Affordable Care Act
One Year Later, Two New Hips
The Affordable Care Act turns a year old this week. While there are calls to repeal it, many have benefited from it including a Colorado bartender that insurers refused to cover.
Bartender John Barthell hardly fit the fast pace of the dancing-up-a-storm Grizzly Rose Saloon and Dance Emporium in Denver. While patrons’ feet stomped to the beat of wailing country music last summer, Barthell limped in agony from one thirsty customer to another around the long wraparound bar covered with carvings and burned-in brand marks.
The arthritis in Barthell’s hips was so painful that he feared he wouldn’t be able to keep working, potentially ending up homeless. But that same arthritis made insurance companies refuse to sell him a health care policy. Without insurance, there was no way he could manage to pay for the two hip replacements he needed.
“I could barely walk,” Barthell said. Constant pain overwhelmed his life. He figured he would soon be unable to continue bartending, and unable to find other job. “When you’re that hampered, it’s hard to present yourself as a viable candidate for work,” he noted.
“It occurred to me, am I going to be homeless? If I lose my home, if I can’t get a job to support myself, what do I do?” Barthell said.
His life changed dramatically after he learned about one of the major consumer protections written into the new healthcare law, which marks its one-year anniversary this week.
Barthell, 55, became one of 610 Coloradans so far who has received health insurance – despite his pre-existing conditions – from a new federally subsidized state program called Getting Us Covered. He pays $500 a month for his policy, the same as someone his age without pre-existing conditions.
With the help of a friend, he found the program at www.gettinguscovered.org, followed the instructions and signed up.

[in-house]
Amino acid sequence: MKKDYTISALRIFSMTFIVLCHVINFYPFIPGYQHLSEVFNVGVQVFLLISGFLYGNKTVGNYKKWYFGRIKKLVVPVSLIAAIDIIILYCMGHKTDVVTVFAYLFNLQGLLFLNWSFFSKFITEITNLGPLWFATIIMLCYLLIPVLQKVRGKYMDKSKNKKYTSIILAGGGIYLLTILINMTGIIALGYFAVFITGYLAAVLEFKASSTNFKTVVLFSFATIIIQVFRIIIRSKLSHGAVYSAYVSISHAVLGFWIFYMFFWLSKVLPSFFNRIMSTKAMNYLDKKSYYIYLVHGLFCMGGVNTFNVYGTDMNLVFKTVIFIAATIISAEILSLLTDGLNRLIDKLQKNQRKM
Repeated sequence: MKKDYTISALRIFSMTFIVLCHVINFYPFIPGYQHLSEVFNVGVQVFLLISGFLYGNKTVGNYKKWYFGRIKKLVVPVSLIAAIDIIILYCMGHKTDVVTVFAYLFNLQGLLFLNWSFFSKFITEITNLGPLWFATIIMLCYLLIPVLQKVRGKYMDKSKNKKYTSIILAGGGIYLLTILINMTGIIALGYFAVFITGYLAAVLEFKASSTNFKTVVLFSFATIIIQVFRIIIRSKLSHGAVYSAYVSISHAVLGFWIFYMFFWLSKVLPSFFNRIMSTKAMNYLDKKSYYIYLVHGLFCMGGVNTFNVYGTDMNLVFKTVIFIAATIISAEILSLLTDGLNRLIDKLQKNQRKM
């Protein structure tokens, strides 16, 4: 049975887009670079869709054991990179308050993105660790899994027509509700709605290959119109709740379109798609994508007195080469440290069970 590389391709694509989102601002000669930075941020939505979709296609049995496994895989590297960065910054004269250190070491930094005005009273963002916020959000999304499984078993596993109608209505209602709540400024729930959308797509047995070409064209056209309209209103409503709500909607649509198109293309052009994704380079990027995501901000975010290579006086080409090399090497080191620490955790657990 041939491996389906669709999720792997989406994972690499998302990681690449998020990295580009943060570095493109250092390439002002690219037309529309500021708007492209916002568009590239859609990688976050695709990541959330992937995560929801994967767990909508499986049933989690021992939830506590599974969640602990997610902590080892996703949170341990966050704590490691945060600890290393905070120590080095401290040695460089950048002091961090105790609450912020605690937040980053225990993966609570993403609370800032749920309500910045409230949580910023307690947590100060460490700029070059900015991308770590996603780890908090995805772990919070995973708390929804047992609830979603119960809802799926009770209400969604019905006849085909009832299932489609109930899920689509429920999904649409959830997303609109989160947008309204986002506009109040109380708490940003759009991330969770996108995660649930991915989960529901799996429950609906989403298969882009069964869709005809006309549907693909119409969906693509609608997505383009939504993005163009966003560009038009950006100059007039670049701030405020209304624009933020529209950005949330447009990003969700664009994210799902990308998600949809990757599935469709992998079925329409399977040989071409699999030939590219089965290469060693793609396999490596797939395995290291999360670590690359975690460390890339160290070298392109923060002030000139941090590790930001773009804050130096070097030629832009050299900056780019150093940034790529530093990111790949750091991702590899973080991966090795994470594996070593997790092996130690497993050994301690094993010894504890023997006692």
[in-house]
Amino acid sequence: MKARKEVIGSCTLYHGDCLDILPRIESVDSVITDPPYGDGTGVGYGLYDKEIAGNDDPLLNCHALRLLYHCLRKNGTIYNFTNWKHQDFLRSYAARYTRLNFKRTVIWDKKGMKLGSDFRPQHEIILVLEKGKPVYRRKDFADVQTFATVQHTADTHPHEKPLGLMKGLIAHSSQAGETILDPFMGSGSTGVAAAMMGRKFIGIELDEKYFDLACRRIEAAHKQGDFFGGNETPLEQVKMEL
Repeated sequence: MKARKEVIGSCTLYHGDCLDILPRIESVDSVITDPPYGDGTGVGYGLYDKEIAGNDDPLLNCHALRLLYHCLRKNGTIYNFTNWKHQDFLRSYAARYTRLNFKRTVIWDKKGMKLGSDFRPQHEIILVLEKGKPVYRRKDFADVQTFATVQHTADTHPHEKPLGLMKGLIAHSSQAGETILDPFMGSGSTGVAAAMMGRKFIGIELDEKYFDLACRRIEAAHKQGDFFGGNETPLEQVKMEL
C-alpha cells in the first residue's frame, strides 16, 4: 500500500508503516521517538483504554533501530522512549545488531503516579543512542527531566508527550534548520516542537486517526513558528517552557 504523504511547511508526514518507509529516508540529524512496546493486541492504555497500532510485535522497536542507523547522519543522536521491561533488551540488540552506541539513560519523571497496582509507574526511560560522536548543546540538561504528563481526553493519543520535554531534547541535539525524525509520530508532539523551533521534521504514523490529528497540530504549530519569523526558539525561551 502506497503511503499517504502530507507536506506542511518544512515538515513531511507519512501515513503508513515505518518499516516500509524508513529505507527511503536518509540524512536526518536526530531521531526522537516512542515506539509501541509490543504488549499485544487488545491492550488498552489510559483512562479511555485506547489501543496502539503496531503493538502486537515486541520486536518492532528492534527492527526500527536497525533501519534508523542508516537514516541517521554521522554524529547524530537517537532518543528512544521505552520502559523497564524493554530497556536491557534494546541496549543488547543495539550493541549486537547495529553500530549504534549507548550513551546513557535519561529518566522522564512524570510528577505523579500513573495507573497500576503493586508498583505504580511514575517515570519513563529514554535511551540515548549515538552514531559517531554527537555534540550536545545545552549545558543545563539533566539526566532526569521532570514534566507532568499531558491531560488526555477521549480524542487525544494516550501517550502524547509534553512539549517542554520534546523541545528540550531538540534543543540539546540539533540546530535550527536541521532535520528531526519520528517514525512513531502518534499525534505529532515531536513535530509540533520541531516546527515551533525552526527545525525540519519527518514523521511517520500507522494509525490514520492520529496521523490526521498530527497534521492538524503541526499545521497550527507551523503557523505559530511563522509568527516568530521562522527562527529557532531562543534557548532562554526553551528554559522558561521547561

“The day the insurance went into effect was Sept. 1, and I was in the doctor’s office at 9 a.m. that morning,” Barthell said. “I had my first surgery two weeks later.”
“It’s really changed my life – it’s been that significant,” he added. “It changes your whole perspective when that pain goes away.”
The ability to buy insurance despite pre-existing conditions is just one of a number of consumer protections in the healthcare reform law that took effect in the law’s first year.
Renee Hopkins of Getting Us Covered said the program should be able to cover about 4,000 people in Colorado. Many of them do not have pending healthcare needs. “Just the fact that they can sleep at night and they have coverage” is what is important to them, she said.
“Insurance carriers can and do turn people away for almost anything,” Hopkins said of common past practices. “We have a lot of members who are surprised they were denied insurance, because of a condition that they were diagnosed with years ago or because they take prescriptions for high blood pressure or high cholesterol, but are perfectly healthy otherwise.”
Under the provisions of the new law, in 2014, nearly everyone will be required to buy insurance. That will broaden the risk, and insurers will be barred from refusing to provide insurance due to pre-existing conditions. As a result of a pending lawsuit from opponents of the reforms, the Supreme Court is expected to decide whether requiring Americans to buy insurance is constitutional.
Healthcare reform opponent Linda Gorman of the Independence Institute said she opposes the cost and complexity of the new health care law, and the extension of a payroll tax to higher incomes. In the case of Getting Us Covered, she believes the small number of applicants means that in fact, few Coloradans have difficulty finding insurance.
She also thinks it was a waste of start-up money to create Getting Us Covered for only three years.
Colorado has $90 million from the federal government for Getting Us Covered, or about $600 per month per patient over three years, to cover any added claims.
Other key points of the health care bill that have taken effect over the past year include:
- Children cannot be denied coverage due to pre-existing conditions. (Most insurers in Colorado – with the exception of two companies – reacted to this provision by halting sales of individual insurance for children.)
- Children can stay on parents’ insurance policies to age 26.
- Insurance companies can no long cancel policies as soon as there’s a major claim, without proving fraud.
- Insurers cannot put lifetime limits on coverage.
- Health savings accounts no longer cover over-the-counter products.
- Medicare patients have access to new benefits, including preventive exams.
Affordable Care Act